The Financial Group
We simplify all those essential financial decisions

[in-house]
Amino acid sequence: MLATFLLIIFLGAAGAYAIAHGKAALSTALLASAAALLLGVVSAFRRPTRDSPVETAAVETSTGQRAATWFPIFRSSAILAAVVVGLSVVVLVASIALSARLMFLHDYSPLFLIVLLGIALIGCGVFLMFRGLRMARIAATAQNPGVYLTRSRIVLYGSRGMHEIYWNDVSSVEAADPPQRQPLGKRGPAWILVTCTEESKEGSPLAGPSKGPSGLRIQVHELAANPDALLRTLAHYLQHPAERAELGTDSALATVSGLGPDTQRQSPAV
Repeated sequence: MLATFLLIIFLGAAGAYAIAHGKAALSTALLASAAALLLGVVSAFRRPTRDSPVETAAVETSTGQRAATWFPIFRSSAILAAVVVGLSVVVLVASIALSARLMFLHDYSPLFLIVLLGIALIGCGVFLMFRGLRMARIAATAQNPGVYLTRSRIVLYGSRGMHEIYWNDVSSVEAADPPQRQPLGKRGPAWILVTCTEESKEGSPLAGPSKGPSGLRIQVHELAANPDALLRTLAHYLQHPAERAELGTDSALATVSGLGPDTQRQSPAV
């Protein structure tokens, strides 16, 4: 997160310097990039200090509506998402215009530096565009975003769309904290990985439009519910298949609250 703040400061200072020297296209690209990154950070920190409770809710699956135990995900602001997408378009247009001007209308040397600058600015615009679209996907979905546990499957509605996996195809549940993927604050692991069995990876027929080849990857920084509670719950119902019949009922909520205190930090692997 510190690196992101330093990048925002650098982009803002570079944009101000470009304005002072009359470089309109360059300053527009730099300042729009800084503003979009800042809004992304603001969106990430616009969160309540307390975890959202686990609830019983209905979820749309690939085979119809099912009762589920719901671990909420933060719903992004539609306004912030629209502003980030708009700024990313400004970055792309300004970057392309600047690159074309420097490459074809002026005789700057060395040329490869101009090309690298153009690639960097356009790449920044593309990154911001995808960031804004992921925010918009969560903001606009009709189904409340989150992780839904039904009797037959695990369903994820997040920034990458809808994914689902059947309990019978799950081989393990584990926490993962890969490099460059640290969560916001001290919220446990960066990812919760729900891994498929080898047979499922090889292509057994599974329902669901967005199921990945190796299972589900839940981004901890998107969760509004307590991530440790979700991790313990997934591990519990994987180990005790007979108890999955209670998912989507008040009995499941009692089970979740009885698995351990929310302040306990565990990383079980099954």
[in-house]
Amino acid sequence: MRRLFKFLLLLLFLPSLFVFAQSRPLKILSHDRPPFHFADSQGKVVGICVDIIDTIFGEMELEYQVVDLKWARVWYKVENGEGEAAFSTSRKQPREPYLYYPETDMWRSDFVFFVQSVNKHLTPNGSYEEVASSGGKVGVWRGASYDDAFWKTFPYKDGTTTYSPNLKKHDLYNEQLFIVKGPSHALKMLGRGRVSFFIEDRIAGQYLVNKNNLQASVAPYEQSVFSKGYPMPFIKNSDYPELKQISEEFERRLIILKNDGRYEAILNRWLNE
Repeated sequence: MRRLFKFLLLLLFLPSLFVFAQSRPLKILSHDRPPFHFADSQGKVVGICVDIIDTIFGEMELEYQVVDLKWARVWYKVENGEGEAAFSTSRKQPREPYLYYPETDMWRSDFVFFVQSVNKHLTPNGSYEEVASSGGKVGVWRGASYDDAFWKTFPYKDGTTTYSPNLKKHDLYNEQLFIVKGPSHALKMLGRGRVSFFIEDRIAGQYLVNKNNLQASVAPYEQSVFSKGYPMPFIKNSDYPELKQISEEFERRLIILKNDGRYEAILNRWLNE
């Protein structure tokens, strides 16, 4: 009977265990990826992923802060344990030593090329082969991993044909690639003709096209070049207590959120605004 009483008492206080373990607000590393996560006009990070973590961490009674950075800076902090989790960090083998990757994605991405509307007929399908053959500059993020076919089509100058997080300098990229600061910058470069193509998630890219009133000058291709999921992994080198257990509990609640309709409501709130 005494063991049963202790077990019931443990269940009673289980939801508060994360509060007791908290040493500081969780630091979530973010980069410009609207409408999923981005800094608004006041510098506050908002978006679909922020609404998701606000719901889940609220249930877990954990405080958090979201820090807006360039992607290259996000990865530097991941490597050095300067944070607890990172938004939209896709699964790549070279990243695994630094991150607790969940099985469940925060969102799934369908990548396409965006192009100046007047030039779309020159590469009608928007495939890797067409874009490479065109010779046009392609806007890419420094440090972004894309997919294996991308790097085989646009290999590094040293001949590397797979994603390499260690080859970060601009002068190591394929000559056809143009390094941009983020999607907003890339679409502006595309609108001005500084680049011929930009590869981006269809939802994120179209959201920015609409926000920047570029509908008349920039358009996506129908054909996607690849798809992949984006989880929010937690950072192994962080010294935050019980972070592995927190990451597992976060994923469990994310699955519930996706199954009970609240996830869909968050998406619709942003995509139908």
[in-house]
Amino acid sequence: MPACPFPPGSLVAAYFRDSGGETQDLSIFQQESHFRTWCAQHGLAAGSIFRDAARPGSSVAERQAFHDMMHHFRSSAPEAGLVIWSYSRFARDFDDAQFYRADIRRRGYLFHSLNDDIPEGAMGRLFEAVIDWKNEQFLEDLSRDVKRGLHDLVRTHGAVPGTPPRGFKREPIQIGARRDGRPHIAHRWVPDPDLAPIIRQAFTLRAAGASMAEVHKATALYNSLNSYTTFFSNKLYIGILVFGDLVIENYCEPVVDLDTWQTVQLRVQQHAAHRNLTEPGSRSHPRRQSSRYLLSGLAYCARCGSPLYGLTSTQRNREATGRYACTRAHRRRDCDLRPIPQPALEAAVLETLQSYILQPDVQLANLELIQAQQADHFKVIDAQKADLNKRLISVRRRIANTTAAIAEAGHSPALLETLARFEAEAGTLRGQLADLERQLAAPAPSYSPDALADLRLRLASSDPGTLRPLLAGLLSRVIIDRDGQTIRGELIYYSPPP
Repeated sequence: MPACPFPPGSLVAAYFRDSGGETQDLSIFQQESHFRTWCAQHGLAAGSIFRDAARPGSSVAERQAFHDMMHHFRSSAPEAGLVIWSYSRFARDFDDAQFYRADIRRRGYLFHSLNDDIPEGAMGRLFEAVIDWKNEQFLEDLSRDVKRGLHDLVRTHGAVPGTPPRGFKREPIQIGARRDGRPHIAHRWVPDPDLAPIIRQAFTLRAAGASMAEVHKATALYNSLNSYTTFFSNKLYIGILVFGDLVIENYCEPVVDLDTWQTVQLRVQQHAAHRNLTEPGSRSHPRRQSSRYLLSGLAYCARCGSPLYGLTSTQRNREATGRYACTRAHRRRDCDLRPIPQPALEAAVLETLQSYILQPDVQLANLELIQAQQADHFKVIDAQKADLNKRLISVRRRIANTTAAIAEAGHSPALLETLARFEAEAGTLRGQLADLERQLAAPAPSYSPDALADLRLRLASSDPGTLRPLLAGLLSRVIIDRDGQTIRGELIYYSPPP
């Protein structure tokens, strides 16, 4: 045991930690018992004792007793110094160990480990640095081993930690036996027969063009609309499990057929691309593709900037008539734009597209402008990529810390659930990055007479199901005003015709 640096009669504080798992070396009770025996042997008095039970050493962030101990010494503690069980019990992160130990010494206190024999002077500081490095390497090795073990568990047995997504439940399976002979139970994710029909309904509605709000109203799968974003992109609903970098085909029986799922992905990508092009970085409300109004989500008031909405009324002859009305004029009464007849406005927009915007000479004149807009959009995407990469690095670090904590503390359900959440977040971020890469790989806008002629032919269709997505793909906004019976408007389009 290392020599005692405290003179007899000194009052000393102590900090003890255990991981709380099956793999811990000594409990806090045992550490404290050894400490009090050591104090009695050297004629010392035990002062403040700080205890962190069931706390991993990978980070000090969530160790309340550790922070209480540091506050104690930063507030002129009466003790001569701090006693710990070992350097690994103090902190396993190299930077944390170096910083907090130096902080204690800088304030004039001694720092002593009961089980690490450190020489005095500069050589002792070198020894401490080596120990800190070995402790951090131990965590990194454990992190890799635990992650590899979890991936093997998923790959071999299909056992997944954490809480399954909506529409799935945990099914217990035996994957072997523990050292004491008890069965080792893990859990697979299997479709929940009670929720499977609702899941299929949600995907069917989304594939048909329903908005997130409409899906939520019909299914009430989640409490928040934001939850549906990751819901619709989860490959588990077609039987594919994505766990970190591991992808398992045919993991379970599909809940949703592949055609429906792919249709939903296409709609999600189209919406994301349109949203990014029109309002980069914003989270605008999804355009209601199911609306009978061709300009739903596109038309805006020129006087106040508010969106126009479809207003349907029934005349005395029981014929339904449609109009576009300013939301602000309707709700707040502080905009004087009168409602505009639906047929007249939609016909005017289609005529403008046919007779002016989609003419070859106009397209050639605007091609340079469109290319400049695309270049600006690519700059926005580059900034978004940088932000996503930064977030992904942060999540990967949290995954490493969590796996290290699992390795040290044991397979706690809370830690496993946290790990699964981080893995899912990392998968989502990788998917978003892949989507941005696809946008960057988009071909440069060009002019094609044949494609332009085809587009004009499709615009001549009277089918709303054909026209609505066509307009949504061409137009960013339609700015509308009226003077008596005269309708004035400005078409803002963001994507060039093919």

THE EDUCATION SECTION Every month we look at a particular financial topic in a little more detail. This month it is APR (Annual Percentage Rate) ____________________________ What is it? In simple terms, the APR (Annual Percentage Rate) is a measure of how much a given loan or mortgage will cost you in interest & charges per calendar year (based on the full term of the loan). The figure for the APR takes into account all of the normal costs associated with the loan, such as- arrangement fees interest charges any annual charges (which may be the case with credit cards) any other such costs - so as to provide a clear, overall figure for the total cost of the loan. This makes it possible to compare one APR with another. The cheaper the APR, the cheaper loan. But comparing APRs with other types of rates is not entirely straightforward. When not to use APR. Comparing an APR on a mortgage is a fairly pointless comparison, as this will compare the rate over the full term of the mortgage, when most people only hold their mortgage throughout the special deal period, before remortgaging or negotiating another new deal. In this instance a much more accurate method of comparison is a 'true cost comparison' over the period of the deal. This takes into account the monthly payments expected within the deal period and any set up costs incurred to purchase the deal, such as arrangement and valuation fees, etc. As a Company, this is our preferred, and we believe a more accurate, route for comparing mortgages for our clients. Comparing rates. Let's look at an example of why an APR rate is usually much cheaper than an apparently similar fixed or flat rate. Suppose   you   are   looking   for   a   6   year   loan   of   £1,000.   One   loan   quotes   you   a   flat   rate   of   5%,   and   the   other   an   APR   of 6%. Car dealers often do this, and quote a 'flat' rate. Which is cheaper? In fact, you can't compare these numbers. They may look very similar at first, but are actually very different. Depending on the exact calculation, an APR of 6% will usually be much cheaper than a flat rate of 5%. This is because: the flat rate is applied to the whole of the loan every year the   APR   is   calculated   on   the   amount   outstanding,   which   is   reducing   each   year.   As   you   are   paying   the   loan   back   on a regular basis, the interest payment you make reduces. Click here to see an example of the figures Calculating APR The   maths   for   calculating   APR   is   not   entirely   straight   forward   (even   though   it   sounds   as   though   it   ought   to   be), especially   when   a   loan   has   been   adjusted   to   provide   fixed   monthly   payments.   As   you   can   see   from   the   illustrative tables, the interest rate appears to change each month, so there's no way you can work out the APR in your head. What you can do with the above example, though, is work out the equivalent flat rate . You pay £210 in interest on a capital of £1,000 - i.e. 21% over 6 years The equivalent yearly interest rate is 21%/6 = 3.5% That is, each year you pay back an additional 3.5% of the amount you borrowed in interest By the end of loan you have paid 21% You   can   see   that   our   APR   of   6%   has   an   annual   equivalent   of   3.5%   flat   rate,   and   therefore   is   indeed   much   cheaper   than a flat rate of 5% quoted for our 'fixed' example on the pop out screen. Finally, as always, do not hesitate to contact us  if you would like further details or information.